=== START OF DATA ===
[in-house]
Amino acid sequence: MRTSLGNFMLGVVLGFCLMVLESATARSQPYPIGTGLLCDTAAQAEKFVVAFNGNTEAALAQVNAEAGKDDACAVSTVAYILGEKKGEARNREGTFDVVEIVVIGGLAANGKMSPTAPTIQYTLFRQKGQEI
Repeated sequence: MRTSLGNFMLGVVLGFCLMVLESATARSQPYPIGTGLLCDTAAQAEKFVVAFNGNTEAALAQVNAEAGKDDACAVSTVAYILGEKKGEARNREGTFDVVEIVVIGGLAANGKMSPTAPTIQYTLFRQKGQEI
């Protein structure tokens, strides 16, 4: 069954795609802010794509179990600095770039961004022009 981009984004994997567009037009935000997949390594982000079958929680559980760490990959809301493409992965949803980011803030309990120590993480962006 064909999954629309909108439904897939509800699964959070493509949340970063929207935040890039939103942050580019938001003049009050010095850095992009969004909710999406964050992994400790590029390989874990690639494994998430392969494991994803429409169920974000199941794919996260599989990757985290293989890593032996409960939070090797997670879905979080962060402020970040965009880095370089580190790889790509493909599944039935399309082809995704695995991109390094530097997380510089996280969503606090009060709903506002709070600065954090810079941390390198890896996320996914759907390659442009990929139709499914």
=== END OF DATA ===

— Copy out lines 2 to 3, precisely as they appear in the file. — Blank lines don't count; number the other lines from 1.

Amino acid sequence: MRTSLGNFMLGVVLGFCLMVLESATARSQPYPIGTGLLCDTAAQAEKFVVAFNGNTEAALAQVNAEAGKDDACAVSTVAYILGEKKGEARNREGTFDVVEIVVIGGLAANGKMSPTAPTIQYTLFRQKGQEI
Repeated sequence: MRTSLGNFMLGVVLGFCLMVLESATARSQPYPIGTGLLCDTAAQAEKFVVAFNGNTEAALAQVNAEAGKDDACAVSTVAYILGEKKGEARNREGTFDVVEIVVIGGLAANGKMSPTAPTIQYTLFRQKGQEI